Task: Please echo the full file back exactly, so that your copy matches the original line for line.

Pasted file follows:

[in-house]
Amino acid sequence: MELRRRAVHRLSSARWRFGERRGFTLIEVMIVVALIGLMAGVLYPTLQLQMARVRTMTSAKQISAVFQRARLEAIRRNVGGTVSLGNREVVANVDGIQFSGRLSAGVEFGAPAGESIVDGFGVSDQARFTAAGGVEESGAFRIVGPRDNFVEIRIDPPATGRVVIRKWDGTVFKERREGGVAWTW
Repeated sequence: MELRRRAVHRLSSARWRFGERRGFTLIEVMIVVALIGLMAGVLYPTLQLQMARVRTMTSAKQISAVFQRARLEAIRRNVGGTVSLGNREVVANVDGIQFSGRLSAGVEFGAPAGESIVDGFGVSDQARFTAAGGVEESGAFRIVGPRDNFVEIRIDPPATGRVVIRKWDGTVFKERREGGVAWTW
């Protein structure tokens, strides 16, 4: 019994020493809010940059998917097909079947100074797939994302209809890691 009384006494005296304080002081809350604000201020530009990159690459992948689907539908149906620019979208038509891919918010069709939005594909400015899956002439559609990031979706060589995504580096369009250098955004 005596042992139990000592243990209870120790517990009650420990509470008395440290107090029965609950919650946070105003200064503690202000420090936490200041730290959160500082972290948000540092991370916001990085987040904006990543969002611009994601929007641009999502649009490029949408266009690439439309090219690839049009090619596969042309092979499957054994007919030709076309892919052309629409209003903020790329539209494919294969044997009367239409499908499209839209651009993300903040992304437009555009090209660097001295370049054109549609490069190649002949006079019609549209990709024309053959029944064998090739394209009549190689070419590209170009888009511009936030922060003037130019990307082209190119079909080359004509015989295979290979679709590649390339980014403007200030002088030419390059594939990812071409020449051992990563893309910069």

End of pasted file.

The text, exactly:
[in-house]
Amino acid sequence: MELRRRAVHRLSSARWRFGERRGFTLIEVMIVVALIGLMAGVLYPTLQLQMARVRTMTSAKQISAVFQRARLEAIRRNVGGTVSLGNREVVANVDGIQFSGRLSAGVEFGAPAGESIVDGFGVSDQARFTAAGGVEESGAFRIVGPRDNFVEIRIDPPATGRVVIRKWDGTVFKERREGGVAWTW
Repeated sequence: MELRRRAVHRLSSARWRFGERRGFTLIEVMIVVALIGLMAGVLYPTLQLQMARVRTMTSAKQISAVFQRARLEAIRRNVGGTVSLGNREVVANVDGIQFSGRLSAGVEFGAPAGESIVDGFGVSDQARFTAAGGVEESGAFRIVGPRDNFVEIRIDPPATGRVVIRKWDGTVFKERREGGVAWTW
């Protein structure tokens, strides 16, 4: 019994020493809010940059998917097909079947100074797939994302209809890691 009384006494005296304080002081809350604000201020530009990159690459992948689907539908149906620019979208038509891919918010069709939005594909400015899956002439559609990031979706060589995504580096369009250098955004 005596042992139990000592243990209870120790517990009650420990509470008395440290107090029965609950919650946070105003200064503690202000420090936490200041730290959160500082972290948000540092991370916001990085987040904006990543969002611009994601929007641009999502649009490029949408266009690439439309090219690839049009090619596969042309092979499957054994007919030709076309892919052309629409209003903020790329539209494919294969044997009367239409499908499209839209651009993300903040992304437009555009090209660097001295370049054109549609490069190649002949006079019609549209990709024309053959029944064998090739394209009549190689070419590209170009888009511009936030922060003037130019990307082209190119079909080359004509015989295979290979679709590649390339980014403007200030002088030419390059594939990812071409020449051992990563893309910069």